around the handle and the cane tip (figure 3). This is the hardest part of the project, so don’t become discouraged. It is clearly a task designed for persons with three hands. The trick is to have pliable cane and proceed slowly using your finger tips to trap the cane against the handle as you begin to wrap. Once you have three wraps completed, the cane will bind itself into place. Your goal is to get six or seven wraps tightly wound (figure 4). You may need to dip your fingers into the water basin to rewet the cane should it begin to dry and stiffen. As you are wrapping, try compressing the coiled wraps together to get a tighter fit. Hopefully the original cane handle will be covered completely by the wrapped cane as you progress along the handle. After six or seven wraps, it’s time to introduce an accent color of reed. Place the tip of the reed on the up-


PotteryMaking Illustrated

November/December 2006


Trim the reed close to final coil.


The last five coils are looser than the previous coils.


Insert cane through cane handle opening.


Trim the cane end into a narrow point.

per surface of the handle with the tip of the reed in the path of the next cane wrap you will make (figure 5). Bring the cane around to catch just the tip. Continue around with your cane wrap for three wraps (figure 6). Stop and take a look at the position of the reed on the handle, you may need to wiggle it back and forth to get it parallel with the curve of the handle. When satisfied, wrap two more times but pass the cane UNDER the reed (figure 7). Then make one wrap passing the cane OVER the reed (figure 8). Then two more UNDER followed by one more OVER along the entire arch of the handle. When you reach the spot that is equal to where you began your accent reed on the opposite side, make three consecutive wraps OVER the reed (figure 9). Cut the reed as close as possible to the last coil of cane (figure 10).

Finishing the Handle
The final run of approximately five wrapped coils are done slightly looser than any of the previous wraps (figure 11). When the last wrap is made, take the cane and pass it through the open bend just above where the cane handle is attached to the teapot (figure 12). This is the reverse direction of how the handle was started in figure 1. To finish the handle, cut the cane with about twelve inches remaining. Trim the end of the cane with scissors to form a long point (figure 13). This will be used like a needle. Place the tip along the handle, under those last loose wraps of cane and thread it up and out (figure 14). As you pull it tight, gently rotate those loose coils in the direction needed to tighten them, moving toward the handle end (figure 15). Take up the slack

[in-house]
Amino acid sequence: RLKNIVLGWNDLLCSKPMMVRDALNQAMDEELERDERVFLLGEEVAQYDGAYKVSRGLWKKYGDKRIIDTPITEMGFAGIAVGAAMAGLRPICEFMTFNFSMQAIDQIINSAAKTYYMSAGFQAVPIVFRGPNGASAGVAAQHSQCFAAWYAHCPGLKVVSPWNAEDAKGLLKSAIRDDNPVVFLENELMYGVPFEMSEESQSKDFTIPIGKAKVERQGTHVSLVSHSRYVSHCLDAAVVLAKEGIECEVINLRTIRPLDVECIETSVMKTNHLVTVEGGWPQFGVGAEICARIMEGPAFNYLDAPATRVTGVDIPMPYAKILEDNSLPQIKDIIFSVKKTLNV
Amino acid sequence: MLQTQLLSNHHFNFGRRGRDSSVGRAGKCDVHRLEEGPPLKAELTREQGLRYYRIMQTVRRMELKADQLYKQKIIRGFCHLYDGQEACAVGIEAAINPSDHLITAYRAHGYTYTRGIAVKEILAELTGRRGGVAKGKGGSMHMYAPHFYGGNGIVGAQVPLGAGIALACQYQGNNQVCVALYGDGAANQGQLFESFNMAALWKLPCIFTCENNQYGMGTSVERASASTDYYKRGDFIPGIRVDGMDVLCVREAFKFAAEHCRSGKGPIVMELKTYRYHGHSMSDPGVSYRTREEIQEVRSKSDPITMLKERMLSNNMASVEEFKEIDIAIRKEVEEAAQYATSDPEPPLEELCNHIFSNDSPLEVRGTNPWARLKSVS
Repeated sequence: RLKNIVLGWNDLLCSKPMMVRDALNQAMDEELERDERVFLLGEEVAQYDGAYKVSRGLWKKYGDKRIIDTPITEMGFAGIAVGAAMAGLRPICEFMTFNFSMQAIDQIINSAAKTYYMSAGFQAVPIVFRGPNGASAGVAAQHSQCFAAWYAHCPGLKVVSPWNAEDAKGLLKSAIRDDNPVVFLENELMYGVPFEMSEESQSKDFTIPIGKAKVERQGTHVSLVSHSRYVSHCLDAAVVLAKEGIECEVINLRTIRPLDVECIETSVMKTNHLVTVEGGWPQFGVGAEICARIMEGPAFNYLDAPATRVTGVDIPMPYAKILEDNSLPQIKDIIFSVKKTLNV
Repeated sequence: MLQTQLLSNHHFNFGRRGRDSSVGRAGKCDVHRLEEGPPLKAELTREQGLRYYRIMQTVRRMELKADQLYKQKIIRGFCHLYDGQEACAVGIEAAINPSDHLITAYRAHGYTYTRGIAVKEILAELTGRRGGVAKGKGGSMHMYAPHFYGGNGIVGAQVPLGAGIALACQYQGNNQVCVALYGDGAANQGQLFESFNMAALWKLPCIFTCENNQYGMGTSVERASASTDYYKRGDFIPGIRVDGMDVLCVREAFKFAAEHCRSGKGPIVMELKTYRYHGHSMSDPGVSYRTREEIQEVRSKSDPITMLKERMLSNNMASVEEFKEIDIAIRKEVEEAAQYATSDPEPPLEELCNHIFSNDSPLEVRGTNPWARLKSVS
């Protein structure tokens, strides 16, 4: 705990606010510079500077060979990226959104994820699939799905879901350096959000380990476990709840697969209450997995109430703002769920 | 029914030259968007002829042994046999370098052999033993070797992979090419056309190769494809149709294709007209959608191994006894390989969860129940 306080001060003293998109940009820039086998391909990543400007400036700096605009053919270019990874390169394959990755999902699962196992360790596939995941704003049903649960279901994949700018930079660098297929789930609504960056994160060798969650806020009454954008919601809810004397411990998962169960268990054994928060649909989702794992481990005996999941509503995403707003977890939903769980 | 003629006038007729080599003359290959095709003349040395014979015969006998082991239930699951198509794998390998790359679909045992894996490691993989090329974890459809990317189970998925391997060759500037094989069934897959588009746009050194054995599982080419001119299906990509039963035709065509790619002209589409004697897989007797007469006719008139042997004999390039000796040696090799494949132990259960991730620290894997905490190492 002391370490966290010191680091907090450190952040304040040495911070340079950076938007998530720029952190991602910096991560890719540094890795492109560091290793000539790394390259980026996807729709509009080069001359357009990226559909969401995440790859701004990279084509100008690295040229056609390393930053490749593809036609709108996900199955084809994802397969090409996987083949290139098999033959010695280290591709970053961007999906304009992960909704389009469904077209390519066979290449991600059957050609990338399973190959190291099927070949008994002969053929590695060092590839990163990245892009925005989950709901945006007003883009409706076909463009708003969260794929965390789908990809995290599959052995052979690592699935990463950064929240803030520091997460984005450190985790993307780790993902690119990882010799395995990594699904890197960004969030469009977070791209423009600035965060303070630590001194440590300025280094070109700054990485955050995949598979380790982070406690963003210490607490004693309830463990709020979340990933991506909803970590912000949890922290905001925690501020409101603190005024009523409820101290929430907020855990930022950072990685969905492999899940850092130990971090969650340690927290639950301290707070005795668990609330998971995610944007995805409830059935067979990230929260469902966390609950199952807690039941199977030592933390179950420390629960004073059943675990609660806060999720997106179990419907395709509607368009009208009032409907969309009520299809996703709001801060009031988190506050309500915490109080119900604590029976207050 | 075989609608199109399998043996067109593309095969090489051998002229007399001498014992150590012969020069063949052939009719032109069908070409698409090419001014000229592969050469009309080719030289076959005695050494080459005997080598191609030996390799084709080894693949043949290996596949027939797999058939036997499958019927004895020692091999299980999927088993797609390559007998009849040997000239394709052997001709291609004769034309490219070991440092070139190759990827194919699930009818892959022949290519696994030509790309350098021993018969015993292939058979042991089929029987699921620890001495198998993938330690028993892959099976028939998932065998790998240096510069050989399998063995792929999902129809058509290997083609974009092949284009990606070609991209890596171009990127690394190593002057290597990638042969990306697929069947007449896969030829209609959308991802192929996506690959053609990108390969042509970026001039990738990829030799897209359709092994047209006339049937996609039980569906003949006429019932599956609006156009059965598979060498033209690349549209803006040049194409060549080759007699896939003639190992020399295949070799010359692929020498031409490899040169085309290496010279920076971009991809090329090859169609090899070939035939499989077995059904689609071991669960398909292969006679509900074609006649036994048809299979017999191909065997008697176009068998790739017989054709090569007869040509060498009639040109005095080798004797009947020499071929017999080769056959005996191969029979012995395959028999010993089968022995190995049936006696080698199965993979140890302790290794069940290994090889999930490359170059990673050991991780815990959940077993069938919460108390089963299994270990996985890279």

PotteryMaking Illustrated

November/December 2006


and pull the needle-like end tighter still. With a little twisting and prodding, everything will snug up tight. Pull out the Insta-cure gap-filling cyanoacrylate adhesive and place a drop where the cane pokes through the coiled wraps. Give a spray of Insta-set rapid-curing accelerant to harden the glue. Trim the cane from the wraps with a knife blade (figure 16). Now the handle is complete. Frank James Fisher has been a potter for more than 25 years. For more information, visit his website at www.frankjamesfisher.com. Send comments and questions to frank@frankjamesfisher.com.
Frank wishes to thank Linda’s Gallery for the generous use of their facilities for the location photography.


Threading the cane under the wrapped coils.

• It’s important to wet and rewet your cane with your fingers during this entire process. Dry cane is difficult to work with and will crack or split. • Choose a thin cane, 1 mm or less, to wrap the handle. The thinner diameter allows for tighter wraps on the cane handle arch. • Check the wrapped coils every two or three passes to be sure they are tight against each other. Compress them toward the previous wrapped coils with your fingers. • Try to match the accent reed color with one of the glaze colors. On this teapot, it was a dark brown. The range of colors available is truly impressive. If you’re looking for an unusual color or precise match, dyes are available to stain to your preference. • You may wish to spray a clear urethane finish on the wood to protect the natural wood colors from stains. • There are many styles of ready-made cane handles. I shop the internet for best price and lowest shipping. Aftosa has a wide range of styles and sizes. • All the weaving materials are from a local basket shop, Linda’s Gallery in Milford, Michigan. None of the materials are expensive. The cane and reed are sold by the foot.


Twist and tighten the loose coils then pull the cane up tight.

A wide range of reed colors.


Trim the extra cane close to the coils.


PotteryMaking Illustrated

November/December 2006